What’s next for .NET MAUI? Roadmap and Xamarin Sunset Revealed – Visual Studio Magazine
What’s next for .NET MAUI? Roadmap and Xamarin Sunset revealed
.NET MAUI, which evolves Xamarin.Forms by adding support for desktop apps, has arrived in .NET 6 and Visual Studio 2022, but what’s next?
The development team’s plans for the .NET Cross-Platform Application UI in .NET 7, as well as the end of support for Xamarin, were unveiled at a recent conference focused solely on Microsoft’s cross-platform UI stack targeting Android, iOS, macOS, and Windows.
.NET MAUI was slow to come, as it was supposed to debut with .NET 6 last November, but slipped the schedule due to the pandemic and other issues, finally becoming generally available in May. However, it wasn’t until earlier this month that it went GA in Visual Studio 2022 17.3. With that, Microsoft announced a new “visual and live” feature.
“We’ve built tools to help you develop your app without slowing you down or waiting for a rebuild. Hot Reload, Live Visual Tree, and XAML Live Preview speed up your development time by letting you apply code changes and see them immediately,” Microsoft’s Montaquila said in a blog post earlier this month about Visual Studio GA. “With XAML Hot Reload, you can make changes to your UI and immediately see them in the running application along with your actual data. With .NET Hot Reload, you can make changes to your code, save, and see those changes as well without losing your application state.”
Also associated with this VS 2022 release was the .NET Conf: Focus live stream on MAUI, in which hosts David Ortinau and Montaquila revealed the development team’s plans for .NET 7, coming November 8th.
The .NET 7 roadmap
“I want to give you a quick note on the .NET 7 roadmap,” Ortinau said. “We’ve shown you all the cool stuff you have today, and you’re totally going to play with it. level, and make improvements in a big step up there. We’re adding context menus, tooltips, right-click gestures, hover gestures. We’ll see what we can do about customizations in the title bar space and several other things.”
The platform side
“Platform-wise, for our twins, what can we do to make it easier so that you don’t have to do type bindings and C# things that are really complex. That hurts my head.”
“Then on mobile we give you maps. As you can see we have screenshots here, things come together.”
“I also want to quickly mention what our release schedule is, what support looks like and things like that in the future. Of course .NET MAUI ships in .NET 6 and so what that means is than in .NET 7 — guess what? — You get another MAUI. In .NET 8, what do you get? Another MAUI. We’ll ship every .NET.”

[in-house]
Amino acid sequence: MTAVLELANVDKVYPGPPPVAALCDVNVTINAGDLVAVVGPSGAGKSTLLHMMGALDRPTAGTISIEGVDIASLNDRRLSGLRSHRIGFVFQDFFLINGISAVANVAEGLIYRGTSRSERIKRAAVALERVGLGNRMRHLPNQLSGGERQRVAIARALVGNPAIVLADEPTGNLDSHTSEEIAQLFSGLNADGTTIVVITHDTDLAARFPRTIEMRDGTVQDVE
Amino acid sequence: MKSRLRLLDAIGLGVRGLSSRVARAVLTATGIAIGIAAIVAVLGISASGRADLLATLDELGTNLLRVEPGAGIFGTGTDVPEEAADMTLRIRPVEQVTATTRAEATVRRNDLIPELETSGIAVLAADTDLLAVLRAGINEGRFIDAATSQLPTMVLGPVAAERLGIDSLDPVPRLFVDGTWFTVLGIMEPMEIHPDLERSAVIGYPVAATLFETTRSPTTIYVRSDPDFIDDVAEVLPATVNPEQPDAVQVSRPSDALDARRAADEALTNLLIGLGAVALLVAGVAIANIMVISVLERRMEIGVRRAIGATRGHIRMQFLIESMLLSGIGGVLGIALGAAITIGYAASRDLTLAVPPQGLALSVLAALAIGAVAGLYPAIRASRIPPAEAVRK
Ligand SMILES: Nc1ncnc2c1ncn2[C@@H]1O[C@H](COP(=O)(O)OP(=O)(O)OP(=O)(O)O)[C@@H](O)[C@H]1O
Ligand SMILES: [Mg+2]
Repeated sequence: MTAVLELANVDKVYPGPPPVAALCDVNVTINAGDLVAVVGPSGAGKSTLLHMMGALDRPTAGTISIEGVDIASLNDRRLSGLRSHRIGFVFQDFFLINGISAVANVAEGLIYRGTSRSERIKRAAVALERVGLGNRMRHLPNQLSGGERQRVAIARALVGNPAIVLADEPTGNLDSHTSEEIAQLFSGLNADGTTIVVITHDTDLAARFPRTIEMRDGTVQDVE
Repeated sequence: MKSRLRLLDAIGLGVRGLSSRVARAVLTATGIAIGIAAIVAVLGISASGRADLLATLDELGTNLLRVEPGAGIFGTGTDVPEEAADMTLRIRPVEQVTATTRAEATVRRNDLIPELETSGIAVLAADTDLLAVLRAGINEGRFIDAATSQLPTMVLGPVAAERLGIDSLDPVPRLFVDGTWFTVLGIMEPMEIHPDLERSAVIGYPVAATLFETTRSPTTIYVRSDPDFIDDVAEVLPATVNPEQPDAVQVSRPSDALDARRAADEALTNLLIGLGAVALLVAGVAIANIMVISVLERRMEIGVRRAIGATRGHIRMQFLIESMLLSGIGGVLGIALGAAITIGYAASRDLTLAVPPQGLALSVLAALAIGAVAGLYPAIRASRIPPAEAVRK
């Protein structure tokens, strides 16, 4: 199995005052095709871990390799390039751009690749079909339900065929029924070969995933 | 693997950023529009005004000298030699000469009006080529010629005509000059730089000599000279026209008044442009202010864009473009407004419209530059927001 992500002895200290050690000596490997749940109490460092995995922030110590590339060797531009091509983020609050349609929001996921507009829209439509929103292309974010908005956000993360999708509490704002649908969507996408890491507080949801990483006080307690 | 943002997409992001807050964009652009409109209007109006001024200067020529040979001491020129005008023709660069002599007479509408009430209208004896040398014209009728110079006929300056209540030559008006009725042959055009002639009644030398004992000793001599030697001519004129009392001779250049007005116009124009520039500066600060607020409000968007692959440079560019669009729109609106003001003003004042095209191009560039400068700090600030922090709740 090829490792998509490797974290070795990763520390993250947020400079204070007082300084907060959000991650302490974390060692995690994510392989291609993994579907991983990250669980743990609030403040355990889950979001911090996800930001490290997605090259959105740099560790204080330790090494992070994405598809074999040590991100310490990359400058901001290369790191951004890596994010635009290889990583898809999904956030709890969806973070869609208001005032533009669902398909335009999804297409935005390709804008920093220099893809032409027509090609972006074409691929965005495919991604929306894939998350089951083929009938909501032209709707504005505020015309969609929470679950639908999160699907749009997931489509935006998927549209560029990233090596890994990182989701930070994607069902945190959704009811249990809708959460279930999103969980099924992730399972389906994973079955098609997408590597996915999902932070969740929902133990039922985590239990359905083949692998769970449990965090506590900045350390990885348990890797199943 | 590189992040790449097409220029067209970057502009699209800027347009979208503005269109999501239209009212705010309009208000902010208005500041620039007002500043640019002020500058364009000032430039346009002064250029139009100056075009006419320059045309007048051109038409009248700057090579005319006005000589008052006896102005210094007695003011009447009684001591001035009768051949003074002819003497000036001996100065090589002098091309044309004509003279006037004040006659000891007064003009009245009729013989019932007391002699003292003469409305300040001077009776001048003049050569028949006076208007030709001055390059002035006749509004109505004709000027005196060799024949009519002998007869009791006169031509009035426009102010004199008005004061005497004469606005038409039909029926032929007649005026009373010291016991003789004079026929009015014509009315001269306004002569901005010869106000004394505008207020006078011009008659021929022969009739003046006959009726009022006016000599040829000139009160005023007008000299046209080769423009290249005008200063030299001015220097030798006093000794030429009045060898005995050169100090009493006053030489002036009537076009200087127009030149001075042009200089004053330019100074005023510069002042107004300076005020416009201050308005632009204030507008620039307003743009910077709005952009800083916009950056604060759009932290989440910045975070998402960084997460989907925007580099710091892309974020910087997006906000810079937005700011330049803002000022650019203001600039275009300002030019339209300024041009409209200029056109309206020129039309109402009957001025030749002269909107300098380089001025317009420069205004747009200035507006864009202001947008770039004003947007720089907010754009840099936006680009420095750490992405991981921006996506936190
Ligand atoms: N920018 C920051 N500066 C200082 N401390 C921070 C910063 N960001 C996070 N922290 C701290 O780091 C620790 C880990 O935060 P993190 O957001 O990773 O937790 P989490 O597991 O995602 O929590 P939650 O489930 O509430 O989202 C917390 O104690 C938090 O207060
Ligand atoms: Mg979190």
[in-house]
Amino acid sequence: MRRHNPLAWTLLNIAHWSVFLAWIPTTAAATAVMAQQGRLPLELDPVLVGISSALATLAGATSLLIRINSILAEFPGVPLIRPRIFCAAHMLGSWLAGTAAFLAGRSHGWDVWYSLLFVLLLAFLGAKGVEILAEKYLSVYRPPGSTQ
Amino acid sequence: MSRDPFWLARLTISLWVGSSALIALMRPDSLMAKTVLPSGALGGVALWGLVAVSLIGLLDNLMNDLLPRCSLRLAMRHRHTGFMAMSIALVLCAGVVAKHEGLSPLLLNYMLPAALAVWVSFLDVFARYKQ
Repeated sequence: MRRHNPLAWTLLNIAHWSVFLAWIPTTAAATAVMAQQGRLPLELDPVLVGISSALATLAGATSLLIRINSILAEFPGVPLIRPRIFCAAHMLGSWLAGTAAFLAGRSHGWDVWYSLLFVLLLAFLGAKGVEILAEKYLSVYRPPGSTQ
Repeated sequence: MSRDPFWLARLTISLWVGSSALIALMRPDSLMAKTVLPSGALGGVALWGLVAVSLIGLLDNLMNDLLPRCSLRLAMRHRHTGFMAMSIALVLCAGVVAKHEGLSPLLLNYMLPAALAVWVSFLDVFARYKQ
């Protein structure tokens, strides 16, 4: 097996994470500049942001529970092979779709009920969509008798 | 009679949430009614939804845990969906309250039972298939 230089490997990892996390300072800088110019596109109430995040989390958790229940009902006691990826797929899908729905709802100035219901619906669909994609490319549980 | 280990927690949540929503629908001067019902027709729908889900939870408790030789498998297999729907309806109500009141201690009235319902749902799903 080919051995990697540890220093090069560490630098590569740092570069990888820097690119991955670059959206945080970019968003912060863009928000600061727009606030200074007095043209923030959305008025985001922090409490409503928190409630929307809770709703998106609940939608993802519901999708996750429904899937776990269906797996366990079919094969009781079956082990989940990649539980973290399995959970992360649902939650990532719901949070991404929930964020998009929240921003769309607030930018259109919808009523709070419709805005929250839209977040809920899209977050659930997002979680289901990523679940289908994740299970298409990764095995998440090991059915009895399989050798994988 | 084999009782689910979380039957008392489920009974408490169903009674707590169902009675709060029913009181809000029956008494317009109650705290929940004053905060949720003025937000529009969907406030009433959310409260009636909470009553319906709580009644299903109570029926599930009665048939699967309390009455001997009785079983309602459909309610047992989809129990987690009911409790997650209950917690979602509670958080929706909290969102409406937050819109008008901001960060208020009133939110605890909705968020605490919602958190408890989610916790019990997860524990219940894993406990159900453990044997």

“There’s one little thing people need to be aware of about .NET MAUI – we have external dependencies. So when Apple ships new Xcode, when Google ships new Android, when Windows ships new Windows, this aren’t necessarily things we have control over, and so we need the capability as an optional workload in the .NET installer to be able to ship at a separate cadence when needed. when the new Xcode goes to GA, when the new Android goes to GA, we can still keep shipping and servicing that for you.And then every major MAUI release will get patches for another six months.Why? “That’s the cadence you get from Apple and Google and that’s something that’s important to our customers. That level of support is truly unmatched anywhere.”
End of Xamarin support
“Quick note on Xamarin, we get asked all the time, how fast should I move? When will Xamarin stop being supported, etc.? We’re going to ship another version of iOS, so the Xcode SDKs. We’re also going to be shipping our latest version of Android on Xamarin so we’re looking at an update to our support policy that will say by May 2024 that’s end of support. That’s just a date. That’s all you need to worry about, but look, it’s a lot of time. It’s .NET 6, .NET 7, it’s halfway into .NET 8 so that you can move your code forward.
Upgrade process (no rewrite required)
“It’s not a code rewrite. It’s an upgrade process, but you get the latest C#, you get all performance improvements, you get full support, you get bugfixes from security throughout, and the only thing if you haven’t heard anything else from this crazy, rather busy but beautiful slide is that there are no gaps. This is unprecedented in the industry No one else has this level of support, this quality of support, so I hope everyone recognizes that it’s great what Microsoft is able to do for we.”
Microsoft has published guidance such as “Migrating your application from Xamarin.Forms” and provided other resources such as the “Migrating from Xamarin.Forms (Preview)” GitHub repository for .NET 6, but Montaquila promised more help to the documentation in the coming months as .NET 7 AG approaches.
David Ramel is an editor and writer for Converge360.